- Honest Work Deserves an Honest Tip
- To Tip or Not to Tip
- Who is Most Likely to Tip?
- Why Are They More Likely to Tip?
- You May Be Surprised by Those Who Are Not Likely to Tip
- What About Studies on Other Alumni?
1. Honest Work Deserves an Honest Tip
It’s hard work moving from one part of the country to another. The men and women who move your furniture safely and get it to you in time for you to settle into your new home get paid by the company they work for, but very often customers feel the need to tip, particularly if the job is done well. It’s amazing to find out which customers are likely to tip movers and which aren’t.
2. To Tip or Not to Tip?
First, let’s address the topic of tipping movers. Is it required, and if so, what percentage of the total cost is an appropriate tip? While tipping is not a part of a moving company’s policy, and certainly not expected, it is acceptable to tip your movers. This is especially true if they’ve taken the time to tip well. If you decide to tip, there is no set percentage. Go with what you feel is appropriate to the job done.
3. Who is Most Likely to Tip?
Which customers are most likely to tip their movers? You’d be surprised how much UCLA alumni tip movers. UCLA alumni are some of the top tippers in the business. The psychology behind this is unclear. Maybe UCLA alumni are accustomed to tipping because of the cost of living in the California area. Perhaps there is a belief that the higher cost of living in the area warrants tipping.
UCLA alumni tip movers generously, according to some studies.
4. Why Are They More Likely to Tip?
Another factor here may be the success rate of UCLA alumni.
It is possible graduates from UCLA tend to be more upwardly mobile and consider tipping par for the course in any industry. While there is no real data to back this claim, the fact that UCLA alumni tip movers more consistently than other groups tends to suggest a unique and similar mindset.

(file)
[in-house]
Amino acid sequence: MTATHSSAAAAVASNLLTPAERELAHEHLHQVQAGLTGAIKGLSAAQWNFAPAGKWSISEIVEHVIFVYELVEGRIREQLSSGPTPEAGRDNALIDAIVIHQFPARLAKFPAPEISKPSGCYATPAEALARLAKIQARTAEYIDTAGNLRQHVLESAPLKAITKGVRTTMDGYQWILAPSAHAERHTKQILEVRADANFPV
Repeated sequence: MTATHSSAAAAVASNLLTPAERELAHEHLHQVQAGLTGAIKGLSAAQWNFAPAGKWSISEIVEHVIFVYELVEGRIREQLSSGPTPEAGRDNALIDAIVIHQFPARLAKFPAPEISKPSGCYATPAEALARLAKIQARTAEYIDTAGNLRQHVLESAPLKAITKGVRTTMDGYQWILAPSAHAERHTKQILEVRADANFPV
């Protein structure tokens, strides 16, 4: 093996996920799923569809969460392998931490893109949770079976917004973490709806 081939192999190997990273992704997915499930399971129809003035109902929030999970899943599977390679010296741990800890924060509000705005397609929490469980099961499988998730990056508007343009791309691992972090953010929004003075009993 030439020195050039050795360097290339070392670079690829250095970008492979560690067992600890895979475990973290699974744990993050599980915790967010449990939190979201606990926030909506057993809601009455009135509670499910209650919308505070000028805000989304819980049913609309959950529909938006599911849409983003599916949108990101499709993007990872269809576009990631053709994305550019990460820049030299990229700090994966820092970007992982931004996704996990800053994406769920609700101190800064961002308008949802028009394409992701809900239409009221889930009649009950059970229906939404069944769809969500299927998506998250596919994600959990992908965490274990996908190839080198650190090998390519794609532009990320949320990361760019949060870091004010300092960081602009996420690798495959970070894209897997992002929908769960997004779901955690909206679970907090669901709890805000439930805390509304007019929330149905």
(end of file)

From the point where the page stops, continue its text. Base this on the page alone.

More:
5. You May Be Surprised By Those Who Are Likely Not to Tip
While you’d be surprised how much UCLA alumni tip movers, there are other groups of people who you’d expect might tip movers that don’t. Many people who work for companies that pay moving expenses aren’t as inclined to tip movers, though you might expect them to do so since they aren’t paying for the overall moving expense. The average middle-class family is more likely to tip movers than individuals whose company is paying moving expenses. Perhaps this is because the individual feels their company has already taken care of everything, including any tip.
6. What About Studies on Other Alumni?
If UCLA alumni tip movers on a regular basis, what about alumni from other schools? There isn’t enough research done on the topic to suggest all alumni tip movers as consistently as UCLA alumni, which seems to support some of the theories behind why UCLA alumni are better, more consistent tippers when it comes to moving.